Dolphins might be second smartest animals after humans

January 23, 2010 07:04 pm | Updated November 16, 2021 10:10 am IST - Washington

In this undated photo, Moko the dolphin plays with a man's bodyboard in the Turanganui River in Gisborne, New Zealand.

In this undated photo, Moko the dolphin plays with a man's bodyboard in the Turanganui River in Gisborne, New Zealand.

In a new research, scientists have found that dolphins might be the second-smartest animals after humans, as MRI scans show that their brains are four to five times larger for their body size when compared to another animal of similar size.

“If we use relative brain size as a metric of ‘intelligence’, then one would have to conclude that dolphins are second in intelligence to modern humans,” Lori Marino, a senior lecturer in neuroscience and behavioural biology at Emory University, told Discovery News. Marino, who has performed several MRI scans on dolphin brains, said that at least two other lines of evidence support her claims about dolphin intelligence.

First, various features of the dolphin neocortex - the part of the brain involved in higher-order thinking and processing of emotional information - are “particularly expanded” in dolphins. Second, behavioral studies conducted by Marino and other experts demonstrate that dolphins exhibit human-like skills. These include mirror self-recognition, cultural learning, comprehension of symbol-based communication systems, and an understanding of abstract concepts.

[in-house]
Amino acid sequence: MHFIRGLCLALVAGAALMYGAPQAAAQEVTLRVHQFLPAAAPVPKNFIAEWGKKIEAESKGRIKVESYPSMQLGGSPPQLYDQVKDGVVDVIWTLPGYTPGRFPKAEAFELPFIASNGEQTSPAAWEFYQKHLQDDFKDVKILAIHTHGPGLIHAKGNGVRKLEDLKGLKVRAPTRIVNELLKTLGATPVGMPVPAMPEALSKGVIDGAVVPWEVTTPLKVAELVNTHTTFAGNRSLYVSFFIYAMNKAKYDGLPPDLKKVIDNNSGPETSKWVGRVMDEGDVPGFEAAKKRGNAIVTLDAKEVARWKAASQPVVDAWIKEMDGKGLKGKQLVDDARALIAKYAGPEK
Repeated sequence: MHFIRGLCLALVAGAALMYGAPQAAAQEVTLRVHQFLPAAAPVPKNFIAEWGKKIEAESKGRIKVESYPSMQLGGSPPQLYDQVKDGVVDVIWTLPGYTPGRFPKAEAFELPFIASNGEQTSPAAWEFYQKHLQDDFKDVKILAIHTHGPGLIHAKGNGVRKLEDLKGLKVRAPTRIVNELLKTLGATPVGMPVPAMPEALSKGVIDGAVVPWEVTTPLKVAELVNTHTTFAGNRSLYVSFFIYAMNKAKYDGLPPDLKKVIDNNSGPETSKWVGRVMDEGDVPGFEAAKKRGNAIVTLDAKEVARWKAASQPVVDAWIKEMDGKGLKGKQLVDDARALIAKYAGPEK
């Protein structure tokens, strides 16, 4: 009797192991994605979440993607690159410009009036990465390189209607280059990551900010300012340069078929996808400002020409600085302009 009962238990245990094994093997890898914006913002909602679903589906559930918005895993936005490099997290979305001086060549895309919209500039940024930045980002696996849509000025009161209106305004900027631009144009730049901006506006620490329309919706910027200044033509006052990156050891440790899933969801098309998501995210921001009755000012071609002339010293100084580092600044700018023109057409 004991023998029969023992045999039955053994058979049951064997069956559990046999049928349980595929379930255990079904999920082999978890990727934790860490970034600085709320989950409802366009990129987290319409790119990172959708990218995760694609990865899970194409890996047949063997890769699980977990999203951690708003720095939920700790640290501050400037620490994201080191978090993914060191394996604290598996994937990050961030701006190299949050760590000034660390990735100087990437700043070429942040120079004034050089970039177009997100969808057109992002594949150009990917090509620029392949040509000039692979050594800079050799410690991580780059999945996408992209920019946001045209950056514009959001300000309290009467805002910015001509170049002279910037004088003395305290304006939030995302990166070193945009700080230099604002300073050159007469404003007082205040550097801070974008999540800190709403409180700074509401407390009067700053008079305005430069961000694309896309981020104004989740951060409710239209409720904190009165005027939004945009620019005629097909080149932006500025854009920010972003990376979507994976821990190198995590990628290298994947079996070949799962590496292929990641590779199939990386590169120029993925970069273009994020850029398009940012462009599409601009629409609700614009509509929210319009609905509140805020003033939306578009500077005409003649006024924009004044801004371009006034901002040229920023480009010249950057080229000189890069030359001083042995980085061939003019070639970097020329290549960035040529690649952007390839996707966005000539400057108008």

According to Marino, these findings suggest that marine park shows, “dolphin-assisted therapy” facilities and other forms of captivity “are potentially psychologically harmful to dolphins and present a misinformed picture of their natural intellectual capacities.” “This point is based on the simple proposition that the more aware an individual is of one’s present and future circumstances, the more intensely one may feel the difference between a pleasant and unpleasant situation, or the more one can think about, and thus experience, negative feelings and ruminate about the negative consequences of one’s circumstances,” she said.

“If this proposition is not true, then there is no basis for assuming humans suffer more than any other given animal,” she added.

She pointed out that during dolphin drives, when the animals are herded together by boats, some dolphins become so panicked that they die of heart attacks. Others die from exhaustion attempting to flee, while still others become entangled in nets and are killed or injured.

The dolphins that do survive are hoisted from the water, often by their tail flukes, and transported to the human-run parks and other facilities.

“The scientific evidence on dolphin sensitivities reveals that they are vulnerable to trauma and suffering when forced to live in the confined context of marine parks,” Marino said.

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